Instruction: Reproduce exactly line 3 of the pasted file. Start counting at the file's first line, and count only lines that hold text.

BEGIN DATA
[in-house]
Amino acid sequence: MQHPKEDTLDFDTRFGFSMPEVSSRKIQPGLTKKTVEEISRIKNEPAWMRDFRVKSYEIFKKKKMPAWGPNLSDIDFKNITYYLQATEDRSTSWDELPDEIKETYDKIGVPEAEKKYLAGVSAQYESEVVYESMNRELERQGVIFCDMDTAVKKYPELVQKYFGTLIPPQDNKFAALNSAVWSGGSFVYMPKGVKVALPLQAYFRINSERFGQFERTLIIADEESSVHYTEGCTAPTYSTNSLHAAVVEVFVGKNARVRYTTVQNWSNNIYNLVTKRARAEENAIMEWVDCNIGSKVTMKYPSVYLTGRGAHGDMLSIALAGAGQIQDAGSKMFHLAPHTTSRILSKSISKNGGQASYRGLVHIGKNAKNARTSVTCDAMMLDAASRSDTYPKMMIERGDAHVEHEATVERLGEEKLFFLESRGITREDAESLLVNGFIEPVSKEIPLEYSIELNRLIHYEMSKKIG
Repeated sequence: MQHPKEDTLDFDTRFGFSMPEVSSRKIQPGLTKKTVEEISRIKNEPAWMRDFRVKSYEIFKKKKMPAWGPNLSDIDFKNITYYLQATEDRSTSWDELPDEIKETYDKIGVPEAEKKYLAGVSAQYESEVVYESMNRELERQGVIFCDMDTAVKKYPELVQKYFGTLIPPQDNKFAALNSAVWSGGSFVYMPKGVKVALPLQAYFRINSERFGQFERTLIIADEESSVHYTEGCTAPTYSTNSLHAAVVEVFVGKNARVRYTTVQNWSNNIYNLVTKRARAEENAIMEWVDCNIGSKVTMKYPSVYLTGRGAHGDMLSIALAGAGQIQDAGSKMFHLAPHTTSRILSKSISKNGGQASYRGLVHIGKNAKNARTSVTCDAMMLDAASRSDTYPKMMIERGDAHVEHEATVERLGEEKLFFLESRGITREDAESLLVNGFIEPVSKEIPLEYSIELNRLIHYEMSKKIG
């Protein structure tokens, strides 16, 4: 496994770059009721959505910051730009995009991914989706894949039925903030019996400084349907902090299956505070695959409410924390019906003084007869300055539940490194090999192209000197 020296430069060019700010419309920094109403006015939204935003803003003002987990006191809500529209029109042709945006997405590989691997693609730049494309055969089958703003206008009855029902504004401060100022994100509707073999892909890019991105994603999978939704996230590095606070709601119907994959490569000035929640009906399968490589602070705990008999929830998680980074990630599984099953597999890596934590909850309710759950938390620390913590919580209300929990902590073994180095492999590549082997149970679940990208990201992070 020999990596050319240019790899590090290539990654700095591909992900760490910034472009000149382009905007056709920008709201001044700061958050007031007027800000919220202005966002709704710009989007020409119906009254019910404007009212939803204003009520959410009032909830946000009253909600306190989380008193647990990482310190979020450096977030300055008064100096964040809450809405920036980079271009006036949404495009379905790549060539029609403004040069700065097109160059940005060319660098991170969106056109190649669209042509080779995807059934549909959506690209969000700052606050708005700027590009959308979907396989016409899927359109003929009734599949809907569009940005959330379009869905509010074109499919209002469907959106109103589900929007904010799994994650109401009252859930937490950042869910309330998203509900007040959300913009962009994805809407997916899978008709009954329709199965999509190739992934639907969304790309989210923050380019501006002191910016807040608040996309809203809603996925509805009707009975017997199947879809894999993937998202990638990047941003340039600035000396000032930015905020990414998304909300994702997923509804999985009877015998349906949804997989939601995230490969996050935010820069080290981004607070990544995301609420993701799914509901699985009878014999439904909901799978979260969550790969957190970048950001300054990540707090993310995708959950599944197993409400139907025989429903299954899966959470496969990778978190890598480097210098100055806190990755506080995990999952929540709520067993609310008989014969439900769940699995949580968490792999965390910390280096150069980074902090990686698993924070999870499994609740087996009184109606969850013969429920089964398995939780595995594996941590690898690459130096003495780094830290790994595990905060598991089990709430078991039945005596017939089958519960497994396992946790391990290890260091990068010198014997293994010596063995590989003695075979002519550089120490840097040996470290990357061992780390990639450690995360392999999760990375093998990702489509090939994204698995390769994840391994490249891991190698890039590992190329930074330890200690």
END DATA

Repeated sequence: MQHPKEDTLDFDTRFGFSMPEVSSRKIQPGLTKKTVEEISRIKNEPAWMRDFRVKSYEIFKKKKMPAWGPNLSDIDFKNITYYLQATEDRSTSWDELPDEIKETYDKIGVPEAEKKYLAGVSAQYESEVVYESMNRELERQGVIFCDMDTAVKKYPELVQKYFGTLIPPQDNKFAALNSAVWSGGSFVYMPKGVKVALPLQAYFRINSERFGQFERTLIIADEESSVHYTEGCTAPTYSTNSLHAAVVEVFVGKNARVRYTTVQNWSNNIYNLVTKRARAEENAIMEWVDCNIGSKVTMKYPSVYLTGRGAHGDMLSIALAGAGQIQDAGSKMFHLAPHTTSRILSKSISKNGGQASYRGLVHIGKNAKNARTSVTCDAMMLDAASRSDTYPKMMIERGDAHVEHEATVERLGEEKLFFLESRGITREDAESLLVNGFIEPVSKEIPLEYSIELNRLIHYEMSKKIG